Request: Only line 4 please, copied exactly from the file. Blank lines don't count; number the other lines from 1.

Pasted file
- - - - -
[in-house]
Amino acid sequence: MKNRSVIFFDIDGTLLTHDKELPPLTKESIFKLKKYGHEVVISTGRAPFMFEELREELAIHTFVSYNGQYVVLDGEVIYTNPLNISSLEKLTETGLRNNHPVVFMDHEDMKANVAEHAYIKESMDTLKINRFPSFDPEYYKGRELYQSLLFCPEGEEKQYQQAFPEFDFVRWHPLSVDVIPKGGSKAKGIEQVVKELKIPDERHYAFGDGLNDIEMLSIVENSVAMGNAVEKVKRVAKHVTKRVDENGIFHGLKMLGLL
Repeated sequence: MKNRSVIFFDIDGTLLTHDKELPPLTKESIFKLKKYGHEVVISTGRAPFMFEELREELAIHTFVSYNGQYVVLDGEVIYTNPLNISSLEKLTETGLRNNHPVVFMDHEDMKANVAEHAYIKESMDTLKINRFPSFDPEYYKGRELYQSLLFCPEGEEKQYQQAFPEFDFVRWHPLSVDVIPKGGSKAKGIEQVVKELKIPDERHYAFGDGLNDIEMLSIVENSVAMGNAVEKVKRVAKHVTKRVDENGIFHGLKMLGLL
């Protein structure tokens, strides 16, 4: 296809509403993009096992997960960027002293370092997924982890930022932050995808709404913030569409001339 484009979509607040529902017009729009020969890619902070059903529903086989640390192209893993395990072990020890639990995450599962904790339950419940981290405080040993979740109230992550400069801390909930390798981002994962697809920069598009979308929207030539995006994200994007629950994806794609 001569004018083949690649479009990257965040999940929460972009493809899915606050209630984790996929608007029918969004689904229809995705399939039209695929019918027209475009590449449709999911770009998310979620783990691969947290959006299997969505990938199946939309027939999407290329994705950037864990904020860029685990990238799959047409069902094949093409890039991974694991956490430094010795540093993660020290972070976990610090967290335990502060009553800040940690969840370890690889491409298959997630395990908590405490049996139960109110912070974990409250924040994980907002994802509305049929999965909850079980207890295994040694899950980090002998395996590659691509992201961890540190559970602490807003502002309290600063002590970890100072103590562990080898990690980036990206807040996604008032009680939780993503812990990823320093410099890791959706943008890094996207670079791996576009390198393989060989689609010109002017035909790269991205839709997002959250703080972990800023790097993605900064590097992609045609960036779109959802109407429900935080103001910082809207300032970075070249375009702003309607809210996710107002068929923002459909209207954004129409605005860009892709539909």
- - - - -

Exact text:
């Protein structure tokens, strides 16, 4: 296809509403993009096992997960960027002293370092997924982890930022932050995808709404913030569409001339 484009979509607040529902017009729009020969890619902070059903529903086989640390192209893993395990072990020890639990995450599962904790339950419940981290405080040993979740109230992550400069801390909930390798981002994962697809920069598009979308929207030539995006994200994007629950994806794609 001569004018083949690649479009990257965040999940929460972009493809899915606050209630984790996929608007029918969004689904229809995705399939039209695929019918027209475009590449449709999911770009998310979620783990691969947290959006299997969505990938199946939309027939999407290329994705950037864990904020860029685990990238799959047409069902094949093409890039991974694991956490430094010795540093993660020290972070976990610090967290335990502060009553800040940690969840370890690889491409298959997630395990908590405490049996139960109110912070974990409250924040994980907002994802509305049929999965909850079980207890295994040694899950980090002998395996590659691509992201961890540190559970602490807003502002309290600063002590970890100072103590562990080898990690980036990206807040996604008032009680939780993503812990990823320093410099890791959706943008890094996207670079791996576009390198393989060989689609010109002017035909790269991205839709997002959250703080972990800023790097993605900064590097992609045609960036779109959802109407429900935080103001910082809207300032970075070249375009702003309607809210996710107002068929923002459909209207954004129409605005860009892709539909």